To continue our engagement against influenza we need further global efforts to understand viral mechanisms, host-pathogen interactions and immunological pathways. It was the aim of the 2nd International Influenza Meeting to bring together experts from all over the world to discuss and exchange most recent research results and to built new collaborations.
The meeting took place at the University of Muenster. More than 180 researchers of 16 countries participated in the meeting. The 2nd International Influenza Meeting was opened by Ursula Nelles, the rector of the University of Muenster. Further welcome notes were given by Stephan Ludwig (University of Muenster, Germany), the coordinator of the FluResearchNet. He also used the opportunity to honour Christoph Scholtissek, a pioneer in influenza virology, who celebrated his 80th birthday in December 2009.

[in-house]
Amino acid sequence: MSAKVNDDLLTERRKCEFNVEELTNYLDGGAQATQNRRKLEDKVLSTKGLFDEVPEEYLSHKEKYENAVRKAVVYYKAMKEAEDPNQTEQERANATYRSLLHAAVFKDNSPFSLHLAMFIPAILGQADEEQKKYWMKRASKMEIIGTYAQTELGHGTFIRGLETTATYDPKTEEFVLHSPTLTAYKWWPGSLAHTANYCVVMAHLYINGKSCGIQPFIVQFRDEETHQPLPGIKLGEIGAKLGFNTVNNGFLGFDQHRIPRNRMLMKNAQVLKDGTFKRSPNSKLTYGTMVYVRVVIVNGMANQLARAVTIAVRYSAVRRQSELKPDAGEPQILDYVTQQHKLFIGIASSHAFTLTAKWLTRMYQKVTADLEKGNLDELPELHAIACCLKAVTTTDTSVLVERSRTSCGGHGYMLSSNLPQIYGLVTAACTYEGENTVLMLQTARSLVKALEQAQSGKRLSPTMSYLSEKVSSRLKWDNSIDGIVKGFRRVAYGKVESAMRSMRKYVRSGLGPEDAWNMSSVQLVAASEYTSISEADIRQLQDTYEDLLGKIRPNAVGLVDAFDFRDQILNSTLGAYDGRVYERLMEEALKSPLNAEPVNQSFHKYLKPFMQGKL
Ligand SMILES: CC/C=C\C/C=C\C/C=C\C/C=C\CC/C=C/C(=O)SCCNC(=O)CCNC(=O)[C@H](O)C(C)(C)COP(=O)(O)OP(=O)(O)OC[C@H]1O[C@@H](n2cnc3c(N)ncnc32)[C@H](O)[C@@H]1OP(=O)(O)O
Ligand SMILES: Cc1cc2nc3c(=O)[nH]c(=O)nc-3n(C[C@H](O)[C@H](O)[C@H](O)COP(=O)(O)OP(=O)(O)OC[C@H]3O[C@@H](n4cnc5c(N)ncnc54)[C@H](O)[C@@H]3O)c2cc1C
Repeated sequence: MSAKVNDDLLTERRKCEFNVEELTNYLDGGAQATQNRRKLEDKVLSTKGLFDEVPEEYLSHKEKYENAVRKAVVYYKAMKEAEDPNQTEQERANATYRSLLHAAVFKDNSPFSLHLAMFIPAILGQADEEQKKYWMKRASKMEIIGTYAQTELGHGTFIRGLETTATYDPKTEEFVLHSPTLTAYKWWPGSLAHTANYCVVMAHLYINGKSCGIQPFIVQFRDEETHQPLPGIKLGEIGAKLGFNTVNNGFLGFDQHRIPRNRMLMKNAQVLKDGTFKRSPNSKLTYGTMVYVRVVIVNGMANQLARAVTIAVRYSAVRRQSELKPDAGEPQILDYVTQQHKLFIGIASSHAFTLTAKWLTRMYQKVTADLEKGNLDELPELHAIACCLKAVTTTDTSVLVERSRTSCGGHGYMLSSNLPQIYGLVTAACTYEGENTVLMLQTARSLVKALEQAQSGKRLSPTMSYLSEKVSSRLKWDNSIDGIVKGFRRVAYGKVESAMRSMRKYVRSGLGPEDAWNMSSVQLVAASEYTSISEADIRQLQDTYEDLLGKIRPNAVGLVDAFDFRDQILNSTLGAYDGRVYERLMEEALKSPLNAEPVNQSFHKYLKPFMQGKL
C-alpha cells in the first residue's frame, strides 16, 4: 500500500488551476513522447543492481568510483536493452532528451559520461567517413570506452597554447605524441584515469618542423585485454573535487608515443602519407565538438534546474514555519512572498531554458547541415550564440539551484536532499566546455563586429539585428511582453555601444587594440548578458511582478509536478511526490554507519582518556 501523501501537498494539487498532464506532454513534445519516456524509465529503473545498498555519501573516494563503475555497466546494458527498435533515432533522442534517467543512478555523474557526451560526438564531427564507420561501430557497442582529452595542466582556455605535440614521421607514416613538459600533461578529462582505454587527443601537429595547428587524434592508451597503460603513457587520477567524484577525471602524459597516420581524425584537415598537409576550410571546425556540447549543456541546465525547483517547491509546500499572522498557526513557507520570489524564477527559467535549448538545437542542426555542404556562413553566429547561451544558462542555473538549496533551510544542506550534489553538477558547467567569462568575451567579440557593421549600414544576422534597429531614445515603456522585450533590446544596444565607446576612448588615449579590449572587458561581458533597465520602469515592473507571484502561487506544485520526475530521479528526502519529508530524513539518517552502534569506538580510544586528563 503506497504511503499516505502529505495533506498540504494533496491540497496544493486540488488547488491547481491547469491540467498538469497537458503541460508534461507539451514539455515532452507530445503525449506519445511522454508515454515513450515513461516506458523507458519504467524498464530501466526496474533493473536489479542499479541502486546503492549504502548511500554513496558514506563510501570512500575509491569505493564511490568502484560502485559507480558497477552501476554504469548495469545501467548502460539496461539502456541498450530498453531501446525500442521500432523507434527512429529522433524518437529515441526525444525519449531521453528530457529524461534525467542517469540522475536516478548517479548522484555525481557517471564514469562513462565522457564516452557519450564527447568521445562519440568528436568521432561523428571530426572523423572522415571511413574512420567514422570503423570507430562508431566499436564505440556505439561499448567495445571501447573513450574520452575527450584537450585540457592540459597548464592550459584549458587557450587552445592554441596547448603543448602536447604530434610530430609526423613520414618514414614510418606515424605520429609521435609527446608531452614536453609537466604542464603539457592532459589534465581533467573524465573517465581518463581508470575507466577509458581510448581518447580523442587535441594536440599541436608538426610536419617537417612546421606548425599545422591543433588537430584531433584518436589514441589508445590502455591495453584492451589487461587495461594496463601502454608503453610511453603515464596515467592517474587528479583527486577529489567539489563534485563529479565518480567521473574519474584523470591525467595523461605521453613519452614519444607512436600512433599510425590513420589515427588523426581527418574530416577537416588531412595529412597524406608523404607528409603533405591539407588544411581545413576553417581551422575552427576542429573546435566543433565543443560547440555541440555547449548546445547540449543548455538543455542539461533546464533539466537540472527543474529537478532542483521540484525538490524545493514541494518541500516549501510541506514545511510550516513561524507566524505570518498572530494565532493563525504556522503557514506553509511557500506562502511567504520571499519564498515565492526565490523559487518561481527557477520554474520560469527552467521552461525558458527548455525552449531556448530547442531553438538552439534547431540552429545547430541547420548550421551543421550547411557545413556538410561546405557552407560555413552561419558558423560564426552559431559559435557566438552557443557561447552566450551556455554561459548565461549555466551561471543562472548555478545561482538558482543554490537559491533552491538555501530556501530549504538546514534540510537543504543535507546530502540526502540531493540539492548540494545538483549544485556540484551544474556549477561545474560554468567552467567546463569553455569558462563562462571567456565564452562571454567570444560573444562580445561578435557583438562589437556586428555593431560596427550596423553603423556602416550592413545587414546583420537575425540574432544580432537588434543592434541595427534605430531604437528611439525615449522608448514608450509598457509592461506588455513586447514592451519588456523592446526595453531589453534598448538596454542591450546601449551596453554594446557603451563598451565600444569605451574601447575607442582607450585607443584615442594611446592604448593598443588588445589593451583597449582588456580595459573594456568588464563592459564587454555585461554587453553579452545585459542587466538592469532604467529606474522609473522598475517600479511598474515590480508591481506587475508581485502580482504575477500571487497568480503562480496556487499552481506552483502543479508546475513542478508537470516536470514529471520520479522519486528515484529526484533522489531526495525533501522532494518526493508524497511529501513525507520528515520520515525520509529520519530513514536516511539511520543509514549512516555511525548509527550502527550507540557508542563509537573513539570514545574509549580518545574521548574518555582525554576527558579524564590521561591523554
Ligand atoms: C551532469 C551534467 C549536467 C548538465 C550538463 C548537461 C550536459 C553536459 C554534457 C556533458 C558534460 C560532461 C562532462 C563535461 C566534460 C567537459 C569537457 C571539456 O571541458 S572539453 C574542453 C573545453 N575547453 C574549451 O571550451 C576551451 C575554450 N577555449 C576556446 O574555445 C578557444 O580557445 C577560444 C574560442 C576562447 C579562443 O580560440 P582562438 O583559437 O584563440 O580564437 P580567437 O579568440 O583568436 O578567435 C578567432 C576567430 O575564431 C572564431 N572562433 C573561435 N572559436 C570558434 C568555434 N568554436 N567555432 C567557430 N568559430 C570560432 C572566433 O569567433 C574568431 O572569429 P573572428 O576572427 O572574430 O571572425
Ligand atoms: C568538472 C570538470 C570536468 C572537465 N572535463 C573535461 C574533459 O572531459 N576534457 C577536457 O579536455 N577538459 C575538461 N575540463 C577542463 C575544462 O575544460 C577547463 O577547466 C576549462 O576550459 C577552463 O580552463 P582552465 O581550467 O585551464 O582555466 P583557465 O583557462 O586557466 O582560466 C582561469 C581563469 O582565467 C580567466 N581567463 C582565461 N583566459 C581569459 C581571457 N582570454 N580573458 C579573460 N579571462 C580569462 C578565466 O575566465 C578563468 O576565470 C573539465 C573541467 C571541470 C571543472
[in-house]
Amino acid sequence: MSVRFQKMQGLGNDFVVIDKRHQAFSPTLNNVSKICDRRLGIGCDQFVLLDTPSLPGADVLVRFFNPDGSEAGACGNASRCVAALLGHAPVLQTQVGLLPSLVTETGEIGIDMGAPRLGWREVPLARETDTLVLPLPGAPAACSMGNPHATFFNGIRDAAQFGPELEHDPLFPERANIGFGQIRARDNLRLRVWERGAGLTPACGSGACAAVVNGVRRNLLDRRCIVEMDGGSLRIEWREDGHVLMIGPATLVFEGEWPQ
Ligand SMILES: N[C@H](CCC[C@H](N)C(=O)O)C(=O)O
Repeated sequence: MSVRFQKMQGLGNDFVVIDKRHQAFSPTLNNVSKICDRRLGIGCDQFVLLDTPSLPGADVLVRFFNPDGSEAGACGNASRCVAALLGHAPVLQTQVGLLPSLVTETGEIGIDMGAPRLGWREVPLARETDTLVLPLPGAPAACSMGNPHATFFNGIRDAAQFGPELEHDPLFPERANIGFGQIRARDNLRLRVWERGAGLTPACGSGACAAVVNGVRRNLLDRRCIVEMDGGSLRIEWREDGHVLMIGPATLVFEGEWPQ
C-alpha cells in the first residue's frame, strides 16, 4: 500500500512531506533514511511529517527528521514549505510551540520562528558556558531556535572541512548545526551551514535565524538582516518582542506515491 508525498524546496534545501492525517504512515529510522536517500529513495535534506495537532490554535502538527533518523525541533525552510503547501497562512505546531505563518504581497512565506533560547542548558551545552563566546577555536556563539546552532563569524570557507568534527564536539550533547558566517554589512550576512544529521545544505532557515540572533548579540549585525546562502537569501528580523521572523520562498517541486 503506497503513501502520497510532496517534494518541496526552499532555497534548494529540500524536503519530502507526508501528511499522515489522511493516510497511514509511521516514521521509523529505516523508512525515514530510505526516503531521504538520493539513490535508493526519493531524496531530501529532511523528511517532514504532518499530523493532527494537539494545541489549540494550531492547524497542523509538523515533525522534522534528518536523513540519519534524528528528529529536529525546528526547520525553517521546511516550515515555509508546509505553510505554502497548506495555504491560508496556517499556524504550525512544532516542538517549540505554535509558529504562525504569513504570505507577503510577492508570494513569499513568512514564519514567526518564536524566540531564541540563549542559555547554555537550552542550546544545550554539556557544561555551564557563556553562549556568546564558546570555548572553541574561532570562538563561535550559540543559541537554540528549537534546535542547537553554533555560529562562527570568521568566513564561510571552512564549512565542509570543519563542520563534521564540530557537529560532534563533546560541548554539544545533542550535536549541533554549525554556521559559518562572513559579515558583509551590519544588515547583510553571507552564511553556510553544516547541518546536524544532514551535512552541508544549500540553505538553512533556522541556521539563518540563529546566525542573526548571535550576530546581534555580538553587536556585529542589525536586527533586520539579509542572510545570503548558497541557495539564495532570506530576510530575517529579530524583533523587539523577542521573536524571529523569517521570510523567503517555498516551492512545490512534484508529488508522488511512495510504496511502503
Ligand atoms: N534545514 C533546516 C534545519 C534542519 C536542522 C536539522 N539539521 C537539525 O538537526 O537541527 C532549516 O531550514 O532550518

The keynote lecture was given by Robert G. Webster (St. Jude Children's Research Hospital, Memphis, USA), who described the role of avian influenza viruses in the genesis of pandemic influenza. The meeting continued with plenary talks of Andrea Ammon (ECDC, Stockholm, Sweden) and Pagbajabyn Nymadawa (Mongolian Academy of Medical Sciences, Ulaanbaatar, Mongolia) indicating the global challenge of H1N1 pandemic influenza.
Further sessions about pathogenesis, virus cell interaction, innate immunity, and vaccines & antivirals were opened by Ervin Fodor (University of Oxford, UK), Ruben Donis (CDC, Atlanta, USA), Hans-Dieter Klenk (University of Marburg, Germany), Jürgen Richt (Center of Excellence for Emerging and Zoonotic Animal Diseases, Kansas State University, USA), Ilkka Julkunen (National Institute for Health and Welfare, Helsinki, Finland), and Otfried Kistner (Baxter, Biomedical Research Center, Orth, Austria). Within these sessions, researchers presented their most recent results - an interesting mixture between overview and actual research aspects, which offered the opportunity for scientific discussions. The sessions were flanked by poster presentations - 79 scientists presented their work by posters.